Myanmar authorities will send more than three dozen Rohingya Muslims from Rakhine state found at sea off Tanintharyi region on Nov. 29 back to the state capital Sittwe, a regional police official said Sunday.
Police in Kyunsu township detained and investigated the 38 boat people picked up in the Andaman Sea, Police Colonel Sein Win told RFA’s Myanmar Service.
The group of 19 men, 11 women, and eight children left Rakhine’s Thaechaung village on Nov. 21 and headed by boat to Malaysia.
Myanmar authorities arrested them as they tried to dock on an island after running out of fuel, food, and drinking water.
The number of Rohingya from Myanmar trying to reach Malaysia in hopes for a better life and jobs has increased since the annual rainy season ended in late October.
Bangladeshi police rescued 10 Rohingya refugees, including six women, on Nov. 27 and arrested a suspected human trafficker who was about to take them by boat to the Southeast Asian country.
The operation took place days after Tanintharyi region authorities returned 93 Rohingya Muslims to their homes villages and displacement camp in Rakhine state after they said they paid traffickers 500,000 Myanmar kyats (U.S. $312) each to take them by boat to Malaysia in mid-November.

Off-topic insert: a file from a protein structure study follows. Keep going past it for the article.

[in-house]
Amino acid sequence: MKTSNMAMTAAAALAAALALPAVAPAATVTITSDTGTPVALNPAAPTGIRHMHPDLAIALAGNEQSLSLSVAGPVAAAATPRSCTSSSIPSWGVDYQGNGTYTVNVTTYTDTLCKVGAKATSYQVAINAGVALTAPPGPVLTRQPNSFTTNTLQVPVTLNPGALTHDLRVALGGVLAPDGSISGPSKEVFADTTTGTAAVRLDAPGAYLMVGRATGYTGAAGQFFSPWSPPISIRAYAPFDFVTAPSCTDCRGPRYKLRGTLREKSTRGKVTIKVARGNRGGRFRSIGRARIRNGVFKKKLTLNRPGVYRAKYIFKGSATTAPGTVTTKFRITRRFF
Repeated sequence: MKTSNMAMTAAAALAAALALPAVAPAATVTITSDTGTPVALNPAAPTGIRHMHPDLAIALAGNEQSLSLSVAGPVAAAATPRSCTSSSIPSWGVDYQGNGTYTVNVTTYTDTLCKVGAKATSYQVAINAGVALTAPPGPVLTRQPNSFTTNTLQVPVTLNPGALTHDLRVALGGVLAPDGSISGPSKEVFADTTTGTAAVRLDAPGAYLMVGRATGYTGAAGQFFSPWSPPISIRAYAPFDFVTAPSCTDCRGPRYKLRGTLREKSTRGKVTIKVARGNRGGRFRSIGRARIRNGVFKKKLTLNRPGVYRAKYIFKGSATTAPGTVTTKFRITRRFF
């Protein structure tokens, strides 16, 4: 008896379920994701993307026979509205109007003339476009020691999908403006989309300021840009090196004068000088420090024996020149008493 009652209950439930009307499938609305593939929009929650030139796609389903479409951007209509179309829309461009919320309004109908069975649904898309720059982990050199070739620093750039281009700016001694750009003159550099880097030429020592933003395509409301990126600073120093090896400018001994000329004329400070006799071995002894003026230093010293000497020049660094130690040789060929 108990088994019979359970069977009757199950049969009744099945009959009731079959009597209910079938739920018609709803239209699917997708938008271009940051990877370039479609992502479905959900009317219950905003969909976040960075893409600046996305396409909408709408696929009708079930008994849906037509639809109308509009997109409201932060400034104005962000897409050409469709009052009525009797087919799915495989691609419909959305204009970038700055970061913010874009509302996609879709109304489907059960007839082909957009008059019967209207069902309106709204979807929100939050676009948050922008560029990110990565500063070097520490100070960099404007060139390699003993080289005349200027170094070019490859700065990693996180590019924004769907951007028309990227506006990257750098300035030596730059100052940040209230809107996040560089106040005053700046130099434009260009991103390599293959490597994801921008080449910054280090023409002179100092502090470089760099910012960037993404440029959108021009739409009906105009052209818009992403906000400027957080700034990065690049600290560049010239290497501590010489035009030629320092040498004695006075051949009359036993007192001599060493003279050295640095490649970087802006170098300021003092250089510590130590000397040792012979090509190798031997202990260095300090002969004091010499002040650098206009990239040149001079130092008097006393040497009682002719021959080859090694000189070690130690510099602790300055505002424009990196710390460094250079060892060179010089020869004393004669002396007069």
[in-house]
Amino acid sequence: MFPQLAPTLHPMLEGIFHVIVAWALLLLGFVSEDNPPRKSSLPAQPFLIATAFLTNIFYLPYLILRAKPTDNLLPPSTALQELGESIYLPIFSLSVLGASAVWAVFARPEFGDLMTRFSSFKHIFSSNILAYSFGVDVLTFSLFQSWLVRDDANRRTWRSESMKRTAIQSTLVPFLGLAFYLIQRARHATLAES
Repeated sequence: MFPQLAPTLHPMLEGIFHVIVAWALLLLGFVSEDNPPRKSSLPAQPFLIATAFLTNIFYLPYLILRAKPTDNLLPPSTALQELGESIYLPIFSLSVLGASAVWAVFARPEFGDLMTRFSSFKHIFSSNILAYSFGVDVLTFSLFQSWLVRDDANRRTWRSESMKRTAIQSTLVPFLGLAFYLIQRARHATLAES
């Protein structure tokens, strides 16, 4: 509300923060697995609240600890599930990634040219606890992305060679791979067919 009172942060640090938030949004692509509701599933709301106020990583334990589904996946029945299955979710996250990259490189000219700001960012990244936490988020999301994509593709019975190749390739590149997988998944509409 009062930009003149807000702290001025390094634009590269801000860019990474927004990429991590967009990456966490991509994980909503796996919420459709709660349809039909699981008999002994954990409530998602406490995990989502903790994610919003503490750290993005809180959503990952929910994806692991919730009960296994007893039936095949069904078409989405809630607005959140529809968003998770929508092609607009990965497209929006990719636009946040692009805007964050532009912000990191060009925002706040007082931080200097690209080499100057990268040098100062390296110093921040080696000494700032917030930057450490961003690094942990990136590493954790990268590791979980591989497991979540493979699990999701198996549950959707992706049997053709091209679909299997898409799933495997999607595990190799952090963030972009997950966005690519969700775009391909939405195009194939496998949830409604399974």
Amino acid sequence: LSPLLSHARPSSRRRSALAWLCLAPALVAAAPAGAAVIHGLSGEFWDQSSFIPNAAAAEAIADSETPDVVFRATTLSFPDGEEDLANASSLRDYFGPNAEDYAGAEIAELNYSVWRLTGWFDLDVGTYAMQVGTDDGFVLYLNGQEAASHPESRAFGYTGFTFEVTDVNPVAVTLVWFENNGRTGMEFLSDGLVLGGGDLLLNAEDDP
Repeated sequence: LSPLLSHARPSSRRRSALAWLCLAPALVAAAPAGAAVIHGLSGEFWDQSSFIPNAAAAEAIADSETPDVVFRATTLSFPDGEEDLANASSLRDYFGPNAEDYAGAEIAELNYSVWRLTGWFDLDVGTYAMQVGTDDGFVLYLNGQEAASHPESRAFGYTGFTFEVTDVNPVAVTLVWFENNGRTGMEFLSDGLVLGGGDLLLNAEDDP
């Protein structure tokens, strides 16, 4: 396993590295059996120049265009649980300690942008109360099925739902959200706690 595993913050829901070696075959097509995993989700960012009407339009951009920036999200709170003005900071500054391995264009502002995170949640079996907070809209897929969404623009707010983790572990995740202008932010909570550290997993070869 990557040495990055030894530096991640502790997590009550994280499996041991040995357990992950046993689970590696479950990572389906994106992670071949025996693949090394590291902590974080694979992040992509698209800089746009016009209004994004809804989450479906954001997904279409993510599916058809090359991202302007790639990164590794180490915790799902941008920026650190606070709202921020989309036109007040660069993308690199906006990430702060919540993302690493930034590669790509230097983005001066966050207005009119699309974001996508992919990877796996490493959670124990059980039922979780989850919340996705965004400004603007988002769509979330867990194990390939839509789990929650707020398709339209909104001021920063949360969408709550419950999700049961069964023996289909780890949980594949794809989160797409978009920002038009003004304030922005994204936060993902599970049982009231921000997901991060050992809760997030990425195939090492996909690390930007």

On Nov. 16, Myanmar Navy personnel rescued a group of 106 Rohingya who paid traffickers to take them to Malaysia when their boat’s engine failed, leaving them stranded in the Andaman Sea off Yangon region.
Also in November, another vessel with dozens of Rohingya from the Darpaing displacement camp who left Sittwe on Nov. 18 was detained shortly after setting sail.
Myanmar considers the Rohingya illegal immigrants from Bangladesh and systematically discriminates against them, denying them citizenship though many have lived in the country for generations and access to basic services such as education and health care.
Communal violence between Muslims and Buddhists in Rakhine state in 2012 left more than 200 people dead and displaced about 140,000 others, mostly Rohingya who ended up in displacement camps.
In recent years, tens of thousands of them have fled or attempted to flee persecution in Buddhist-majority Myanmar on boats organized by human traffickers and bound for other Southeast Asian nations.
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